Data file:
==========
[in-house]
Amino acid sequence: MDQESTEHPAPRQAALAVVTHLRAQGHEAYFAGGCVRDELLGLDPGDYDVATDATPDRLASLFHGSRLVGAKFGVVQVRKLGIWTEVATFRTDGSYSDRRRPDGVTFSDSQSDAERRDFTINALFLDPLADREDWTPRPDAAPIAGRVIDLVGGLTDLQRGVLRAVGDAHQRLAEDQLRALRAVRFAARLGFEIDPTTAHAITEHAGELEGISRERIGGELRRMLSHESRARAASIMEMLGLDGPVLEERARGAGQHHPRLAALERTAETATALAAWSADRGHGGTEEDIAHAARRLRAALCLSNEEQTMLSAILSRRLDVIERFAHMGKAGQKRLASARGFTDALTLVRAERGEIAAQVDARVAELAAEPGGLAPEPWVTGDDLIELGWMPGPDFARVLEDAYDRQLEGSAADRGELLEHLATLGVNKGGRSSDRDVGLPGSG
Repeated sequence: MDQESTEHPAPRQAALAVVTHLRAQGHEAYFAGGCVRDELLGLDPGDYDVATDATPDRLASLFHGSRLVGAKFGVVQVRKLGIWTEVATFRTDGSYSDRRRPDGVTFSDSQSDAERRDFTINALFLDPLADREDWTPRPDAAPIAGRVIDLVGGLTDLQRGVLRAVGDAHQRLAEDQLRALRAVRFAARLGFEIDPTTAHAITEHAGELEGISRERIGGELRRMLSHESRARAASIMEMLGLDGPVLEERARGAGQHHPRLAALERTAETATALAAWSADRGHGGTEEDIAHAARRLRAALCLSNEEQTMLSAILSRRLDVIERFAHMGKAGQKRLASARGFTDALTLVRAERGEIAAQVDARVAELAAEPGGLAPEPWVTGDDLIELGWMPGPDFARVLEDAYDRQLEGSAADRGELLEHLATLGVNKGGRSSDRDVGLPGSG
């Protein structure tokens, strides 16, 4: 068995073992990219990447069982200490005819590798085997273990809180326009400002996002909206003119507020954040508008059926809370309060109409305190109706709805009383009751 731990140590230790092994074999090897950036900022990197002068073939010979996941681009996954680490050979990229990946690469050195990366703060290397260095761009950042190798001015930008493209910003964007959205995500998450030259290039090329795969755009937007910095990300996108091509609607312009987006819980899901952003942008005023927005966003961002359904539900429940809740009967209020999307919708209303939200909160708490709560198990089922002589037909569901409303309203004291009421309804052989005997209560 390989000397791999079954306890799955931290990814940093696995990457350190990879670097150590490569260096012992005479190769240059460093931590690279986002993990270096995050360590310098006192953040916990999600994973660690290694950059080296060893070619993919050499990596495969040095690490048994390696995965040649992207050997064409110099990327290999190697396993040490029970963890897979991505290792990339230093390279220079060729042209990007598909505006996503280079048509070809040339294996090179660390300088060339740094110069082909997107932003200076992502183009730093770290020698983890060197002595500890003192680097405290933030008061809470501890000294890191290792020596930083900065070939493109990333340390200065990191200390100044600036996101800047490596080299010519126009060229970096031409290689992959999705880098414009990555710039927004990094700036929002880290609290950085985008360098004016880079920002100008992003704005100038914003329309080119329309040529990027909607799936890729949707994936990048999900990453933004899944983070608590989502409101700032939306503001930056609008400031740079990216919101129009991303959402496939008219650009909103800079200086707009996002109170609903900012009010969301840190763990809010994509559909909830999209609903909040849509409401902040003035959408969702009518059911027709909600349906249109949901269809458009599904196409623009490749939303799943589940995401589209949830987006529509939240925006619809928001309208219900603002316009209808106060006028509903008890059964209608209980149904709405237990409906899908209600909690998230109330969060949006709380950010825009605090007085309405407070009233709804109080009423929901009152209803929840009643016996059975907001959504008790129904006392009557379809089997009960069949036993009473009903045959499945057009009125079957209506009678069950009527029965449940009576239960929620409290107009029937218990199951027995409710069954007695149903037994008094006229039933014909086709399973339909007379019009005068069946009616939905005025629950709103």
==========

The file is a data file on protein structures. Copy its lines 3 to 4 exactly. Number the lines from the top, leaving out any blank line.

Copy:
Repeated sequence: MDQESTEHPAPRQAALAVVTHLRAQGHEAYFAGGCVRDELLGLDPGDYDVATDATPDRLASLFHGSRLVGAKFGVVQVRKLGIWTEVATFRTDGSYSDRRRPDGVTFSDSQSDAERRDFTINALFLDPLADREDWTPRPDAAPIAGRVIDLVGGLTDLQRGVLRAVGDAHQRLAEDQLRALRAVRFAARLGFEIDPTTAHAITEHAGELEGISRERIGGELRRMLSHESRARAASIMEMLGLDGPVLEERARGAGQHHPRLAALERTAETATALAAWSADRGHGGTEEDIAHAARRLRAALCLSNEEQTMLSAILSRRLDVIERFAHMGKAGQKRLASARGFTDALTLVRAERGEIAAQVDARVAELAAEPGGLAPEPWVTGDDLIELGWMPGPDFARVLEDAYDRQLEGSAADRGELLEHLATLGVNKGGRSSDRDVGLPGSG
């Protein structure tokens, strides 16, 4: 068995073992990219990447069982200490005819590798085997273990809180326009400002996002909206003119507020954040508008059926809370309060109409305190109706709805009383009751 731990140590230790092994074999090897950036900022990197002068073939010979996941681009996954680490050979990229990946690469050195990366703060290397260095761009950042190798001015930008493209910003964007959205995500998450030259290039090329795969755009937007910095990300996108091509609607312009987006819980899901952003942008005023927005966003961002359904539900429940809740009967209020999307919708209303939200909160708490709560198990089922002589037909569901409303309203004291009421309804052989005997209560 390989000397791999079954306890799955931290990814940093696995990457350190990879670097150590490569260096012992005479190769240059460093931590690279986002993990270096995050360590310098006192953040916990999600994973660690290694950059080296060893070619993919050499990596495969040095690490048994390696995965040649992207050997064409110099990327290999190697396993040490029970963890897979991505290792990339230093390279220079060729042209990007598909505006996503280079048509070809040339294996090179660390300088060339740094110069082909997107932003200076992502183009730093770290020698983890060197002595500890003192680097405290933030008061809470501890000294890191290792020596930083900065070939493109990333340390200065990191200390100044600036996101800047490596080299010519126009060229970096031409290689992959999705880098414009990555710039927004990094700036929002880290609290950085985008360098004016880079920002100008992003704005100038914003329309080119329309040529990027909607799936890729949707994936990048999900990453933004899944983070608590989502409101700032939306503001930056609008400031740079990216919101129009991303959402496939008219650009909103800079200086707009996002109170609903900012009010969301840190763990809010994509559909909830999209609903909040849509409401902040003035959408969702009518059911027709909600349906249109949901269809458009599904196409623009490749939303799943589940995401589209949830987006529509939240925006619809928001309208219900603002316009209808106060006028509903008890059964209608209980149904709405237990409906899908209600909690998230109330969060949006709380950010825009605090007085309405407070009233709804109080009423929901009152209803929840009643016996059975907001959504008790129904006392009557379809089997009960069949036993009473009903045959499945057009009125079957209506009678069950009527029965449940009576239960929620409290107009029937218990199951027995409710069954007695149903037994008094006229039933014909086709399973339909007379019009005068069946009616939905005025629950709103």